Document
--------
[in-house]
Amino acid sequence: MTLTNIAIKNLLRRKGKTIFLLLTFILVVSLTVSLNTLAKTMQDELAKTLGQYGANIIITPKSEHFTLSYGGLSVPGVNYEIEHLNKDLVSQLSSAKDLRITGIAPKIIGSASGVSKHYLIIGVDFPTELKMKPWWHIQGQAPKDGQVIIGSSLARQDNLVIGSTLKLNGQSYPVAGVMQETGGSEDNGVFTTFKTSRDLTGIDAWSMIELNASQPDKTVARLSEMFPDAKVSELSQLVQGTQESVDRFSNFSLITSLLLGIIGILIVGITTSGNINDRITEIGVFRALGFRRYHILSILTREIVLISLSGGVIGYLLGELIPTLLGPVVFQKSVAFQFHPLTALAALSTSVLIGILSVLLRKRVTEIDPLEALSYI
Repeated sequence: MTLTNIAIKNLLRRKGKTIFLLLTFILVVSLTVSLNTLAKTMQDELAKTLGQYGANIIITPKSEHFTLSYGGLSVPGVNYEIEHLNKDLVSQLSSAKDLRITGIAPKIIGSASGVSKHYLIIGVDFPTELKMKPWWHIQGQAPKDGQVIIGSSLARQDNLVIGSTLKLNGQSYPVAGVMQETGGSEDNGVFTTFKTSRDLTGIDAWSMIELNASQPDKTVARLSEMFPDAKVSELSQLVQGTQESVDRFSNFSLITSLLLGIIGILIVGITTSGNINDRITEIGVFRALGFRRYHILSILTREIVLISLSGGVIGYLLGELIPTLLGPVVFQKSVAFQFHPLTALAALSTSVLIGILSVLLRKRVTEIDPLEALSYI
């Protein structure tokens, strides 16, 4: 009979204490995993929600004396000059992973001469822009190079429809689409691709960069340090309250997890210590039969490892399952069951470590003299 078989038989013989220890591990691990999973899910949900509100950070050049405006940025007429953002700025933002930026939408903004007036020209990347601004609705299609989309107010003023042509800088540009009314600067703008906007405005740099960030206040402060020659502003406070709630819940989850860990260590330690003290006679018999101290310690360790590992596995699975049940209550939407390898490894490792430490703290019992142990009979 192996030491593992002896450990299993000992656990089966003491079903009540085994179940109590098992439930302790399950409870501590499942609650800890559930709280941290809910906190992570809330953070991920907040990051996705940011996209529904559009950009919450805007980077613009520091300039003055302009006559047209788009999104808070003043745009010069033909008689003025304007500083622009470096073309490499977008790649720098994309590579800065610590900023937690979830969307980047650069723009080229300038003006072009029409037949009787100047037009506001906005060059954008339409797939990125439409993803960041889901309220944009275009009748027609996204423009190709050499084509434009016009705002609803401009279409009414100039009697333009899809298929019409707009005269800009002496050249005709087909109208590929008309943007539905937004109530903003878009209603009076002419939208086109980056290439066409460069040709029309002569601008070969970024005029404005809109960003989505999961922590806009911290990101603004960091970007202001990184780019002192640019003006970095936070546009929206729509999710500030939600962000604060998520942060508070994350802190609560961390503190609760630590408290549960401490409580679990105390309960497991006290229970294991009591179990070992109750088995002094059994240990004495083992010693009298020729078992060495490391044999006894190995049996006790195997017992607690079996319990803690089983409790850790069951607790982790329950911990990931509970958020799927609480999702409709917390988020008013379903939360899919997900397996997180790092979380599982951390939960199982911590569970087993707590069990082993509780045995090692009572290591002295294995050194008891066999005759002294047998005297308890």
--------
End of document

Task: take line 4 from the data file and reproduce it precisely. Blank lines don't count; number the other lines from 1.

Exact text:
């Protein structure tokens, strides 16, 4: 009979204490995993929600004396000059992973001469822009190079429809689409691709960069340090309250997890210590039969490892399952069951470590003299 078989038989013989220890591990691990999973899910949900509100950070050049405006940025007429953002700025933002930026939408903004007036020209990347601004609705299609989309107010003023042509800088540009009314600067703008906007405005740099960030206040402060020659502003406070709630819940989850860990260590330690003290006679018999101290310690360790590992596995699975049940209550939407390898490894490792430490703290019992142990009979 192996030491593992002896450990299993000992656990089966003491079903009540085994179940109590098992439930302790399950409870501590499942609650800890559930709280941290809910906190992570809330953070991920907040990051996705940011996209529904559009950009919450805007980077613009520091300039003055302009006559047209788009999104808070003043745009010069033909008689003025304007500083622009470096073309490499977008790649720098994309590579800065610590900023937690979830969307980047650069723009080229300038003006072009029409037949009787100047037009506001906005060059954008339409797939990125439409993803960041889901309220944009275009009748027609996204423009190709050499084509434009016009705002609803401009279409009414100039009697333009899809298929019409707009005269800009002496050249005709087909109208590929008309943007539905937004109530903003878009209603009076002419939208086109980056290439066409460069040709029309002569601008070969970024005029404005809109960003989505999961922590806009911290990101603004960091970007202001990184780019002192640019003006970095936070546009929206729509999710500030939600962000604060998520942060508070994350802190609560961390503190609760630590408290549960401490409580679990105390309960497991006290229970294991009591179990070992109750088995002094059994240990004495083992010693009298020729078992060495490391044999006894190995049996006790195997017992607690079996319990803690089983409790850790069951607790982790329950911990990931509970958020799927609480999702409709917390988020008013379903939360899919997900397996997180790092979380599982951390939960199982911590569970087993707590069990082993509780045995090692009572290591002295294995050194008891066999005759002294047998005297308890």